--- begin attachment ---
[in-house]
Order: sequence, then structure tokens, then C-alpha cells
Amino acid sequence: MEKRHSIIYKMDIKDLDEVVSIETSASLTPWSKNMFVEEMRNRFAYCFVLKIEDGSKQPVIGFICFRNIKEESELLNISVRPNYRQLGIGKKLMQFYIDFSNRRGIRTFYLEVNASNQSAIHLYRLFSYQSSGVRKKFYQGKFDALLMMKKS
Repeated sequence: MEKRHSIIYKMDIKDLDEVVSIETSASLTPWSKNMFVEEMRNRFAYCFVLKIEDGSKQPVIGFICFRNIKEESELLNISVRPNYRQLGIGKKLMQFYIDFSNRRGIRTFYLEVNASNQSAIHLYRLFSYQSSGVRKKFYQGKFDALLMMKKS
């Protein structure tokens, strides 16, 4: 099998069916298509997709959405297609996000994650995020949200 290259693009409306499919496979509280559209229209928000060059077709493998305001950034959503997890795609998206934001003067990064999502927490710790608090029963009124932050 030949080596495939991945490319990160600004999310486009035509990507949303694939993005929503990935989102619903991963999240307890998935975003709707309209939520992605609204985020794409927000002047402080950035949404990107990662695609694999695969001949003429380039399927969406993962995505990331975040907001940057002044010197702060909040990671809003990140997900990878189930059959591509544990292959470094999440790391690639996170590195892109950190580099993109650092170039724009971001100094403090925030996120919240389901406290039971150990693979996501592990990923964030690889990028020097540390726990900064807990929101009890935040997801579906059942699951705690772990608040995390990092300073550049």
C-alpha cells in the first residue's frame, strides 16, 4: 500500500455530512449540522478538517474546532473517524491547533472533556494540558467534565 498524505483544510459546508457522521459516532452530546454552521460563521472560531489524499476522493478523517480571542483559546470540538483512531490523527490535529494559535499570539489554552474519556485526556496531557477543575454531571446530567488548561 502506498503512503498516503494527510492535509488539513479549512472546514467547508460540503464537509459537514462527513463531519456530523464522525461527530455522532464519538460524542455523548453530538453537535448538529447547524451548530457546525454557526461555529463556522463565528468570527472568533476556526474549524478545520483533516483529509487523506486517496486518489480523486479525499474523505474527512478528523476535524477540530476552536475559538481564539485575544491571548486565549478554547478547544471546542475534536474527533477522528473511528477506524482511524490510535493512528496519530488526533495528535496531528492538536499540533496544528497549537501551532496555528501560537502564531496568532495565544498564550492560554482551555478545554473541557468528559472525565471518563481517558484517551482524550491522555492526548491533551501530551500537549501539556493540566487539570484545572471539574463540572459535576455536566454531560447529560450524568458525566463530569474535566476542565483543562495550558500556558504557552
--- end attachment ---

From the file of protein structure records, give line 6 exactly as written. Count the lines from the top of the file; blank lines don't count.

C-alpha cells in the first residue's frame, strides 16, 4: 500500500455530512449540522478538517474546532473517524491547533472533556494540558467534565 498524505483544510459546508457522521459516532452530546454552521460563521472560531489524499476522493478523517480571542483559546470540538483512531490523527490535529494559535499570539489554552474519556485526556496531557477543575454531571446530567488548561 502506498503512503498516503494527510492535509488539513479549512472546514467547508460540503464537509459537514462527513463531519456530523464522525461527530455522532464519538460524542455523548453530538453537535448538529447547524451548530457546525454557526461555529463556522463565528468570527472568533476556526474549524478545520483533516483529509487523506486517496486518489480523486479525499474523505474527512478528523476535524477540530476552536475559538481564539485575544491571548486565549478554547478547544471546542475534536474527533477522528473511528477506524482511524490510535493512528496519530488526533495528535496531528492538536499540533496544528497549537501551532496555528501560537502564531496568532495565544498564550492560554482551555478545554473541557468528559472525565471518563481517558484517551482524550491522555492526548491533551501530551500537549501539556493540566487539570484545572471539574463540572459535576455536566454531560447529560450524568458525566463530569474535566476542565483543562495550558500556558504557552